But it is a post about why some medical conditions become popular causes, and others do not. Because, in America, we definitely have ideas about what makes a good cause, and what does not, and a lot of those ideas are rooted in the idea of personal responsibility. This concept has deep roots in American culture and society, and it has pernicious and lingering effects which continue to this day.

The entire nature of American social policy is specifically structured around the idea that we can determine who is at fault for everything, that specific individuals can be faulted for things, and that those individuals should not be helped. Take the American approach to the poor. Despite ample evidence to the contrary, many people seem to believe that people should be held personally accountable for their poverty. Even though poverty is a classic example of an intersectional social issue in which the class one is born into, one’s race, and one’s gender all play a role, people persist in thinking that if poor people “just worked a little harder” or “showed some initiative,” then they wouldn’t be poor. I actually had a sociology professor tell me once that if the poor “weren’t so lazy, they wouldn’t be poor.”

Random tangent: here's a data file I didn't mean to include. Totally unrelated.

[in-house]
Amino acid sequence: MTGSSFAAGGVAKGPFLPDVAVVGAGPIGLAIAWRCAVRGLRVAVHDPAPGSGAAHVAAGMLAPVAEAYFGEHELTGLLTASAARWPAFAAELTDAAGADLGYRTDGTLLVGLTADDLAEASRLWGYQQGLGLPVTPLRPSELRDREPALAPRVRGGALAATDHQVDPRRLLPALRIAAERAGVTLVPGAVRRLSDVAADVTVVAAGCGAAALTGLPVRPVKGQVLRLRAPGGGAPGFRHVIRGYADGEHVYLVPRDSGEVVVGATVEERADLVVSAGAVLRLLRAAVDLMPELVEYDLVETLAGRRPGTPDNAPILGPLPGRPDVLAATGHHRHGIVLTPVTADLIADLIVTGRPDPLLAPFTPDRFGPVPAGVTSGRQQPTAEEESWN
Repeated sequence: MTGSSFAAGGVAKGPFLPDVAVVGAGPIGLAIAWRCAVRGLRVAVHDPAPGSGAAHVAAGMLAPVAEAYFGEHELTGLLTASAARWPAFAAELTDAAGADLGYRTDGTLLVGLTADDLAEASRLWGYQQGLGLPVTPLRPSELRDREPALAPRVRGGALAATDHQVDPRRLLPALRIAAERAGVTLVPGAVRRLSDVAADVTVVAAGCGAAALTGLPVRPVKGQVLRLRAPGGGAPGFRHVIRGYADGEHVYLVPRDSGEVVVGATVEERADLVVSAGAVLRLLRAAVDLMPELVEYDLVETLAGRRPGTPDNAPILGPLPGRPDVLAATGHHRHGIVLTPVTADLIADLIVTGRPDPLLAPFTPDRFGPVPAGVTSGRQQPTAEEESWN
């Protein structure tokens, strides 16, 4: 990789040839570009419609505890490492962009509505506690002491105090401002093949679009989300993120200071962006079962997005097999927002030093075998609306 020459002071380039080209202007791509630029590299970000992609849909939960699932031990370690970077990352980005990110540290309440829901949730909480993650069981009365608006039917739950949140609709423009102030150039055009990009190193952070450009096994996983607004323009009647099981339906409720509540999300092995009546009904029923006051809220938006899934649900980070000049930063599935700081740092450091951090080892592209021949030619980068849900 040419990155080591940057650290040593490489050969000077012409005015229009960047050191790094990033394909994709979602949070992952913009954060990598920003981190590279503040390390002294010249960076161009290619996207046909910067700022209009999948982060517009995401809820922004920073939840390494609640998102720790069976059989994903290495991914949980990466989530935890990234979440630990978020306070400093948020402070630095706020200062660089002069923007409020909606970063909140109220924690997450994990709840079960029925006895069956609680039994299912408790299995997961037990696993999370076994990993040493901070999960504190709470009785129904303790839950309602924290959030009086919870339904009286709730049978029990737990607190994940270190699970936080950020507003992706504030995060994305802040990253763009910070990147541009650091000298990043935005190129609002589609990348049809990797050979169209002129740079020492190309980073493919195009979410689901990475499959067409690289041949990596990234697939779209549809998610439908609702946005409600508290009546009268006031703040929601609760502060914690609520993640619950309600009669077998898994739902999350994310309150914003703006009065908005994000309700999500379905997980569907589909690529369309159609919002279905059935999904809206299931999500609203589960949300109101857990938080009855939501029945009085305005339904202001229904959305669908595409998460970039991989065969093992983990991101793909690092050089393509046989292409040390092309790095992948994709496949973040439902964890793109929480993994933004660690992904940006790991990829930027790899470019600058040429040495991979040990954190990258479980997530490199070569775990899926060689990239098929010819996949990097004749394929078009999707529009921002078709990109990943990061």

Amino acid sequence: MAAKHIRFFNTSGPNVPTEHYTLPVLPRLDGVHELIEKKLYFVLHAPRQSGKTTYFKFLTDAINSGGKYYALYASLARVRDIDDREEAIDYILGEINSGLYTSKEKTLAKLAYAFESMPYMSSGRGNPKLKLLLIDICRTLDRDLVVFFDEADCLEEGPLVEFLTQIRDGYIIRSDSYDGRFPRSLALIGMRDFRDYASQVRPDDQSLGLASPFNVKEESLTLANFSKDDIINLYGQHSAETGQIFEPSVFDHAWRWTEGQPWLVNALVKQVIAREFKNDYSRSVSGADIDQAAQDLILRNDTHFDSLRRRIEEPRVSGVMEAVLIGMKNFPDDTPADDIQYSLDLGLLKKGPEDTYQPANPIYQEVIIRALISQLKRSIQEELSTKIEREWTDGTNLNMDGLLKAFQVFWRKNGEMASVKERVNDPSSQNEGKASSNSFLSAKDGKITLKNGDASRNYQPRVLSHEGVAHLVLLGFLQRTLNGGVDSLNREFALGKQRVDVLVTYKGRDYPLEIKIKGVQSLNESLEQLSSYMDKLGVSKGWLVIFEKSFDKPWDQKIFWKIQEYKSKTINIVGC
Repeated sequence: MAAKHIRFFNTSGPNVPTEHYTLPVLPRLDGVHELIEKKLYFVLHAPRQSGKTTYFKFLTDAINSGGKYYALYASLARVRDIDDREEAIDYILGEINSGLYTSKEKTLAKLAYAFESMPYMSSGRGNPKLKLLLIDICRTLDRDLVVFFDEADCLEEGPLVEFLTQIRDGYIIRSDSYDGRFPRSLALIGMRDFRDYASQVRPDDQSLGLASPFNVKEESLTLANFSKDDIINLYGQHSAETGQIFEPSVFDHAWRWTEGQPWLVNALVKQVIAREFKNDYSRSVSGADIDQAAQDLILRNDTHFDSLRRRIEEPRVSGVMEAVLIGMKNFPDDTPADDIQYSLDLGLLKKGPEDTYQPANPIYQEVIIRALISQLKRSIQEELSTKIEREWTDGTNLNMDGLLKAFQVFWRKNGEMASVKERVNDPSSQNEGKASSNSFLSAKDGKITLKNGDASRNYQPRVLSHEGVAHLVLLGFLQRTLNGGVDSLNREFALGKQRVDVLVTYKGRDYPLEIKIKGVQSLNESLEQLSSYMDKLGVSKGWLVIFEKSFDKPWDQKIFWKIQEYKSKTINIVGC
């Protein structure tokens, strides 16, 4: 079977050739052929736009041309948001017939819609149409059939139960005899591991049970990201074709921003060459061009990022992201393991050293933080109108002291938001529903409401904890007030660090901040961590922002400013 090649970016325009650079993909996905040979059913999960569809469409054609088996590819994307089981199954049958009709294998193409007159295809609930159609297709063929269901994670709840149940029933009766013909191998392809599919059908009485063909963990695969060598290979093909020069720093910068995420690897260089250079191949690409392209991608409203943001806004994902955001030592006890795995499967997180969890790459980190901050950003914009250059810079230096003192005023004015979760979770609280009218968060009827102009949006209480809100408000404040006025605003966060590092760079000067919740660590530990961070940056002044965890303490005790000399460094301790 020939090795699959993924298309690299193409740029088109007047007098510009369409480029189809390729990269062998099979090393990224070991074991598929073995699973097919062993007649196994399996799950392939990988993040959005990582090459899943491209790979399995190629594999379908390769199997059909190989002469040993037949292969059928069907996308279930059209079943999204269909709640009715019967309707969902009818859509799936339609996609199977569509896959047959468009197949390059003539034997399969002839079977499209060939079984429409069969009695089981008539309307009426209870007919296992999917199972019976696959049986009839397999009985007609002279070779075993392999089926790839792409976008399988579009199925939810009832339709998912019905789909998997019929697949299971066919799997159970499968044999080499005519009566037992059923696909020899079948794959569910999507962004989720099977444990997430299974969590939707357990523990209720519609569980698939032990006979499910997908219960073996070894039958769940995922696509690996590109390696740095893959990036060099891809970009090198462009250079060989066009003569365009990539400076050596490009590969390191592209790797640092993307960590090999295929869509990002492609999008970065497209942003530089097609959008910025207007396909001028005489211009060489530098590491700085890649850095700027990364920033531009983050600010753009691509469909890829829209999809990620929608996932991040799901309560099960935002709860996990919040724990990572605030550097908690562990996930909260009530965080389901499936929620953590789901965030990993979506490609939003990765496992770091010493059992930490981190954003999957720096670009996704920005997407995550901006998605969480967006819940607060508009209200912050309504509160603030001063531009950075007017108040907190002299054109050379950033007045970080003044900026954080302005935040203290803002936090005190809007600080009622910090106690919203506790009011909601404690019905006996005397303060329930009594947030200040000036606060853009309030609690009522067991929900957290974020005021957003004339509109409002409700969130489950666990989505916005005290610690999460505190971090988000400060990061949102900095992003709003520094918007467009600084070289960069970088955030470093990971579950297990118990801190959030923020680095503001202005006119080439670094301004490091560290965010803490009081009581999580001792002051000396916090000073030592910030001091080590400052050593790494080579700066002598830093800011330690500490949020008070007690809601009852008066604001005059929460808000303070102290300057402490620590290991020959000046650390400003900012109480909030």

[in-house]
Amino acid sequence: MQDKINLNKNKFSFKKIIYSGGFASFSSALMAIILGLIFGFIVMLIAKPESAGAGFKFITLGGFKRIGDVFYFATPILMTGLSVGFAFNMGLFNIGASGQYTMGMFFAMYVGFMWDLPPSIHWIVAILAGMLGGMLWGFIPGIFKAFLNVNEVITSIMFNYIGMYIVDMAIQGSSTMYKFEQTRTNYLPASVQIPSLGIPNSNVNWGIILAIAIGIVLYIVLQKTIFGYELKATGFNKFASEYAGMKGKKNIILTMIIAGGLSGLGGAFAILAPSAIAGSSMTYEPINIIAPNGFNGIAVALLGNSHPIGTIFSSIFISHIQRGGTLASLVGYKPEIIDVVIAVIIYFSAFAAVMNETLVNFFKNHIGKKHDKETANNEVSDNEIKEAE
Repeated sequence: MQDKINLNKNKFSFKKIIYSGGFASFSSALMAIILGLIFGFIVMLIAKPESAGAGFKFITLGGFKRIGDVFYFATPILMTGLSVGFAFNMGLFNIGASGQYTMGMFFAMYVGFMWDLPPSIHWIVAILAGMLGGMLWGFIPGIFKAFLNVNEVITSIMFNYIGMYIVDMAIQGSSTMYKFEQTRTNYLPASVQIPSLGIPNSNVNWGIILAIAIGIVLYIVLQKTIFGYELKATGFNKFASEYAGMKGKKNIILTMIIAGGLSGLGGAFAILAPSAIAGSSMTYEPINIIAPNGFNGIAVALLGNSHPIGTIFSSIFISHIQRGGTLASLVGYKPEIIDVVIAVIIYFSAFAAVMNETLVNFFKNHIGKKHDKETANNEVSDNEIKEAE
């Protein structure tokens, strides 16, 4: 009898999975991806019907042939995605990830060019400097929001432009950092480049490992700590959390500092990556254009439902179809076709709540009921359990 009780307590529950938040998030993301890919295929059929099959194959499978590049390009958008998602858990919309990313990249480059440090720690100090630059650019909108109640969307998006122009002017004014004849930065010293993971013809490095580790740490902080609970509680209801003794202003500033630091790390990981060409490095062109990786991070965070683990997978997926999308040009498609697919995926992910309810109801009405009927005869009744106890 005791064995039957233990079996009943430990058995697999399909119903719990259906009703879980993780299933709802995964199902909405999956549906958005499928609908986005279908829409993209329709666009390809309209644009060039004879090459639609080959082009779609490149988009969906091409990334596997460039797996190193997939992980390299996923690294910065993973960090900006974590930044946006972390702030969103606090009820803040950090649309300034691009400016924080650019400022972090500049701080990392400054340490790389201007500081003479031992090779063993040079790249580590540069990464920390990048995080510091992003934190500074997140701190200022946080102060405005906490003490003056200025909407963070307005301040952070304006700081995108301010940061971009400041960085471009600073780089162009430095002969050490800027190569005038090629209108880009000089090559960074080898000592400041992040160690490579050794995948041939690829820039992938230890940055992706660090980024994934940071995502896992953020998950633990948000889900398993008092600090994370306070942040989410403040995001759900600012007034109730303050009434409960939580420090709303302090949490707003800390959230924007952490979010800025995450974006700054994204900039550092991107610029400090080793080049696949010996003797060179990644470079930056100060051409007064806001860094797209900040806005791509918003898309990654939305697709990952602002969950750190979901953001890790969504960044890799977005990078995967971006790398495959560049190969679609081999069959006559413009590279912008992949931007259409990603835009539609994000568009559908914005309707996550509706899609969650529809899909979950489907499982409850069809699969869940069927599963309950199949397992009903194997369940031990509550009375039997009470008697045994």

Lung cancer was specifically brought up as a great example of “it’s your fault”  in action. Lung cancer is the deadliest cancer in the United States, in terms of numbers of people who die from it each year (so says the American Cancer Society). However, it is not nearly as popular, as a cause, as breast cancer. Why is that? Because only icky gross people who smoke get lung cancer.

That’s right. Did you know that people exposed to carcinogens due to their jobs/social class/homes, second hand smoke, particulates in the air which cause cancers, asbestos, etc, don’t get lung cancer? Only smokers do. Fact! And that means that lung cancer can safely be ignored, as a cause, because people are personally responsible for getting it. I’ve known a few people with lung cancer in my day, and every one of them has had some version of this conversation over and over and over again during diagnosis, treatment, and recovery: